That sticky gunk coating Alzheimer's patients' brains gets all the notoriety | but another culprit is gaining renewed attention: Protein tangles that clog brain cells and just might determine how fast patients go downhill.
WASHINGTON (AP) -- That sticky gunk coating Alzheimer's patients' brains gets all the notoriety, but another culprit is gaining renewed attention: Protein tangles that clog brain cells and just might determine how fast patients go downhill.
Nobody knows what causes Alzheimer's, although the disease's hallmark plaque - that gooey stuff called beta-amyloid - is the main suspect. Yet repeated attempts at anti-amyloid treatments have failed, the latest disappointment last month when Eli Lilly & Co. abandoned an experimental drug that wound up doing harm, not good.
Now comes a different clue: A second protein called tau seems to signal how aggressive the mind-robbing disease will be. Researchers discovered that patients with mild Alzheimer's and high levels of tau also harbored a genetic alteration that in turn predicted they would worsen faster.
That suggests if scientists could figure out how to lower tau levels, it might slow dementia, says senior researcher Alison Goate of Washington University in St. Louis.
More than 5 million Americans are estimated to be living with Alzheimer's, as many as half in the disease's early stages. The only available medications temporarily ease symptoms but don't slow the disease.
How quickly a loved one will deteriorate is a big question for families struggling to plan for care - and Goate's work is a first step at identifying genetic markers to help predict how long someone may function independently and when they might require a nursing home.
Don't look for a genetic test for tau any time soon. This is first-step research that needs to be validated by other laboratories, and Goate says it's likely just one genetic marker among many to be discovered.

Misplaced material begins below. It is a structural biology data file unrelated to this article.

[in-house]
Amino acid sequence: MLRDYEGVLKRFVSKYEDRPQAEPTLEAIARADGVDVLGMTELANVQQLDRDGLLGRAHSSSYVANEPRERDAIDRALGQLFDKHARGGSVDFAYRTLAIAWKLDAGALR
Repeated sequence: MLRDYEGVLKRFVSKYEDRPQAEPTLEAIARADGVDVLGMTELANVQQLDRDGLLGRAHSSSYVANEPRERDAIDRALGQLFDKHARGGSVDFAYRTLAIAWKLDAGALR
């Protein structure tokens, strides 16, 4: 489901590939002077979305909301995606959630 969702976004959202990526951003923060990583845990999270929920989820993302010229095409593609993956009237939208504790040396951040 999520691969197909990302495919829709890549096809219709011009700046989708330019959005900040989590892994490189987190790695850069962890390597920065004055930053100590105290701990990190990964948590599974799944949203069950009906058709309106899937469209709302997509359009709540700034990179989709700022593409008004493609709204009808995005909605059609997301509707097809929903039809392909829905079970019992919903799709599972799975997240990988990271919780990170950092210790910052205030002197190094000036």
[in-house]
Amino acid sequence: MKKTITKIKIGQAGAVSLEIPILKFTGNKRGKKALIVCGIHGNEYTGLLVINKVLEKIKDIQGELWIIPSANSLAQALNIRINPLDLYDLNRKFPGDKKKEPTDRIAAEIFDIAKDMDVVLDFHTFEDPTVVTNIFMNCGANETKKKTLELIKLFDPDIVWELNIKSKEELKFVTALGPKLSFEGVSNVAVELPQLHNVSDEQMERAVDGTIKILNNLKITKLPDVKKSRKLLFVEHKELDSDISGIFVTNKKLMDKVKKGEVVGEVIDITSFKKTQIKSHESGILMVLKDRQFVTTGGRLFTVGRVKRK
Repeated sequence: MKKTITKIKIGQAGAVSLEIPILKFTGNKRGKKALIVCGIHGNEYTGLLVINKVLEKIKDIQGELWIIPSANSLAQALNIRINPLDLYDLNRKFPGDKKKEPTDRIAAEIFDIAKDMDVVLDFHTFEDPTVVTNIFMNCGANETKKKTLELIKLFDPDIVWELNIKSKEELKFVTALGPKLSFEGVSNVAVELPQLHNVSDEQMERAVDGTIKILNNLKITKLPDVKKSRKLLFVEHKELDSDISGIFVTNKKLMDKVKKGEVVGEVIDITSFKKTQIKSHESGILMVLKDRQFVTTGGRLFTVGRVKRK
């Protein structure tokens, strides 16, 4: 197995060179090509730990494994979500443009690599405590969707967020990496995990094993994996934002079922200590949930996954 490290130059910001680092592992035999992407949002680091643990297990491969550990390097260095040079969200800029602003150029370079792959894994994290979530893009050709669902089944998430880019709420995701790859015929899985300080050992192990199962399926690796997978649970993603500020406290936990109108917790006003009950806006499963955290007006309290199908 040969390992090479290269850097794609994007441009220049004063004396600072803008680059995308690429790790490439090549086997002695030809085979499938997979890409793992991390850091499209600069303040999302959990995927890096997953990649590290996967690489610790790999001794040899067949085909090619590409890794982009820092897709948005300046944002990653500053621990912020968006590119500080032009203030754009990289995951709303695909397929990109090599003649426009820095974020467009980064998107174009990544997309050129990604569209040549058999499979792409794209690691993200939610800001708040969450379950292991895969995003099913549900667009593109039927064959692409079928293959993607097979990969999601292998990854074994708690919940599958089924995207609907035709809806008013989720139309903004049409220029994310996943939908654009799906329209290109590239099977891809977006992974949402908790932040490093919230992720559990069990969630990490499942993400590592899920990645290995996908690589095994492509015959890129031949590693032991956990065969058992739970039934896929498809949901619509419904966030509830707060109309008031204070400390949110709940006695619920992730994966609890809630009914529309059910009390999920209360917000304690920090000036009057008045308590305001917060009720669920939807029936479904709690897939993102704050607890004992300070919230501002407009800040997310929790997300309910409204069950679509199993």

Already, a handful of drug companies are focusing on the protein. Singapore-based TauRx Therapeutics tells The Associated Press it has begun planning an advanced research trial of its experimental anti-tau drug known as LMTX. It's a second-generation version of a drug named Rember that generated excitement in early-stage testing a few years ago.
And the genetic finding promises to increase interest.
"We've been saying for years, 'Hedge your bets guys, you don't know what's going to pay off,'" says Dr. John Trojanowski of the University of Pennsylvania, which this spring began collaborating with drugmaker AstraZeneca to hunt anti-tau compounds.
The work opens an important window into the neurobiology of Alzheimer's, but doesn't negate the long-standing focus on amyloid plaque, cautions dementia specialist Dr. Paul Aisen of the University of California, San Diego.
"Both amyloid and tau are clearly important, and both represent plausible areas for drug development," Aisen says.
Researchers have been measuring amyloid in hopes of learning to diagnose Alzheimer's at its earliest stages. But autopsies find amyloid buildup in lots of elderly people who had no memory problems, so harboring amyloid alone doesn't mean pending dementia.
The newest thinking is that the two proteins play a tandem role, with amyloid-run-amok the trigger for disease to start brewing years before it becomes apparent. Tau makes its entrance later, as symptoms appear.
Strings of an abnormal form of tau build up inside dying nerve cells. It's called ptau, or phosphorylated tau. When the cells die, the ptau is released into spinal fluid, where it can be measured. Goate knew that spinal tap studies show healthy people have low ptau levels and people with Alzheimer's disease have higher but also variable ptau levels.
In people with particularly high ptau levels in their spinal fluid, her team uncovered a variation in a gene involved in producing the abnormal tau. Then they had to test if that mattered.
Tracking records of several hundred Alzheimer's patients, they found up to a sevenfold difference in how quickly people declined if they had the abnormal genetic marker.
"What you predict from this data is people with lowest levels of tau progress the slowest," said Goate, who reported the work last week in the journal PLoS Genetics.
This genetic work may help the hunt for better Alzheimer's drugs in a different way, by allowing researchers to test experimental therapies in patients who may show an effect the soonest, says William Thies of the Alzheimer's Association. He cautions that spinal taps for now are reserved for research studies.
TauRx is thought to have the drug farthest along in development for breaking up tau tangles, but the company didn't say how soon its next-phase testing could begin. At an international Alzheimer's meeting in Hawaii last summer, other researchers reported that new ways of targeting amyloid might in turn lower tau levels, too - and that vaccine-like therapies to attack tau are just beginning to be tested in mice.